Infographic Shows How Chatting Has Evolved Over Time

December 21, 2013 Updated: April 24, 2016

Chatting isn’t new. AOL introduced the concept over twenty years ago. The infographic provided by The Evolution of Chatting goes over the concept of the AOL chat rooms and how they allowed people to get online (a new concept in its own right) and talk with people who could be sitting anywhere in the world. However, the it also provides detailed inforamation on how communication has evolved over time.

The Evolution of Chatting infographic has provided detail on the remarkable process of the different forms of communication. In 100,000 B.C., humans communicated with very primitive speech. Speech will continue to be a form of communication, but 30,000 B.C. marked the start of using cave paintings to communicate and record events. Petroglyphs (other forms of pictorial language) arrived around 10,000 B.C. and were further refined into the pictograms that date back to 9,000 B.C. Writing as we know it today came into being around 4,000 B.C. and led to the establishment of the postal system in 550 B.C.

Several hundred years into the future with the addition of the telephone and other modern technology eventually led to groundbreaking online communication technology by AOL. Now webcams take that communication up a notch, adding a visual element that didn’t exist in the past. Individuals can now see andtalk to a person, making for a sensory experiences that is yet unparalleled. It can be a freeing experience as long as consenting adults agree upon the boundaries of communication.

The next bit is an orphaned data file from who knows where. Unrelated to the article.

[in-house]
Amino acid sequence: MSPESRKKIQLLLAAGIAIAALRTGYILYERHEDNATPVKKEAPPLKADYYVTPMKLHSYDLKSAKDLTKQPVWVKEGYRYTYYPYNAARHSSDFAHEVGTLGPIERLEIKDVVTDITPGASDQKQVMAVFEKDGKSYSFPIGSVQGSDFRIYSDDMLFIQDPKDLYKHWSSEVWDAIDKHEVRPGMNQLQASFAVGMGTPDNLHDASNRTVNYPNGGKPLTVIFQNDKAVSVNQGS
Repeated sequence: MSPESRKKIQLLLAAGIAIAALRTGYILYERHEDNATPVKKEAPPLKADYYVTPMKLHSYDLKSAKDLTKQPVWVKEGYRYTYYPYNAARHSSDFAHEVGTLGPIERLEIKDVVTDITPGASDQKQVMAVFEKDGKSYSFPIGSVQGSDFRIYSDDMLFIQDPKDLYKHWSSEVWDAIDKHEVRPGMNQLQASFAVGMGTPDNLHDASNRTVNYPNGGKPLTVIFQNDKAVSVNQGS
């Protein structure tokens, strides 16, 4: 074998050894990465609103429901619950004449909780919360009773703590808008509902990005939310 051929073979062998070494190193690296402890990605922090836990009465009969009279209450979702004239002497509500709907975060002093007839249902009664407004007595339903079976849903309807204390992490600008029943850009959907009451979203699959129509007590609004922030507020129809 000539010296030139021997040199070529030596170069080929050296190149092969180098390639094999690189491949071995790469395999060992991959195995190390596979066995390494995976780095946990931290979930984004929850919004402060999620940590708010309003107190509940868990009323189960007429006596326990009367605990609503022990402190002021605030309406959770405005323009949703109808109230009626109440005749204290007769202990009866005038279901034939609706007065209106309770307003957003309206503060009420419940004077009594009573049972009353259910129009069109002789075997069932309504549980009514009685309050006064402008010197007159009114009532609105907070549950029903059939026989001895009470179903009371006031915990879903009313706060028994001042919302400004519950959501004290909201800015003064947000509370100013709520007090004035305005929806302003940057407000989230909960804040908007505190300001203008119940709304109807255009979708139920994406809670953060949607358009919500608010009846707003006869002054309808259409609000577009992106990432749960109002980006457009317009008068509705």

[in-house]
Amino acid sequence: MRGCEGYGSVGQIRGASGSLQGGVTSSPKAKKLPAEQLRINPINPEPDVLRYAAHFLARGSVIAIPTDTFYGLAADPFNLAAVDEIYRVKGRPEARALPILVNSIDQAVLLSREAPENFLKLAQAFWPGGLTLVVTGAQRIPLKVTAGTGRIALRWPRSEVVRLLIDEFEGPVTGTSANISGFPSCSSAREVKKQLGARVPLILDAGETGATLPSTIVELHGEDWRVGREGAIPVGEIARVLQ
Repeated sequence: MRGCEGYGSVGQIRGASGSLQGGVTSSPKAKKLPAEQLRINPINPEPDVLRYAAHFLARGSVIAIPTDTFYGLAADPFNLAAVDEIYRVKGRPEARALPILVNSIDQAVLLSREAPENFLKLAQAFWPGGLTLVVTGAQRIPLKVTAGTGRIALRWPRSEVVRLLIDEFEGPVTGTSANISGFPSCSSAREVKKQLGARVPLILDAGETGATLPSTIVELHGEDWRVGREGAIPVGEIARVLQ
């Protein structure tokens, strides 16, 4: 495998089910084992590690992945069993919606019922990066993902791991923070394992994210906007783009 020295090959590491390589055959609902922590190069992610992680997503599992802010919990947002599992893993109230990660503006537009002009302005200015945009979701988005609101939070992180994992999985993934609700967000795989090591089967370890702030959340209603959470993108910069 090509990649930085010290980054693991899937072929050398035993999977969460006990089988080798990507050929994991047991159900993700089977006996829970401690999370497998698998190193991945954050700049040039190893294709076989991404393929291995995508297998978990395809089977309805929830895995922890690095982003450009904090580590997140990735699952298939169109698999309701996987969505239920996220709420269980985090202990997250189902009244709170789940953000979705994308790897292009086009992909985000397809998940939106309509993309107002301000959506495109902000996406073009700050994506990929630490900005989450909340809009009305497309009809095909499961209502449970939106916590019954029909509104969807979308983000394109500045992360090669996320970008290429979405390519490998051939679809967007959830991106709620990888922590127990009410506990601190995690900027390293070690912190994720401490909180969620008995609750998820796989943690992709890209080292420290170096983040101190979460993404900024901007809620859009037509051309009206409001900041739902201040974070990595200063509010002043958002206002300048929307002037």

According to the infographic AOL once again changed the world by introducing the concept of instant online chatting via Instant Messenger. Now conversations requiring the back and forth of speech could be had in a chat window on a computer screen instead of having to login to specific chat sites. You could IM a friend and ask if they wanted to go to lunch. They could reply without ever having to enter a chat room or send an email.

The world is ever changing and people continue to find new ways to communicate. The technological footprint is a relevant as cave drawings are in the timeline of communication.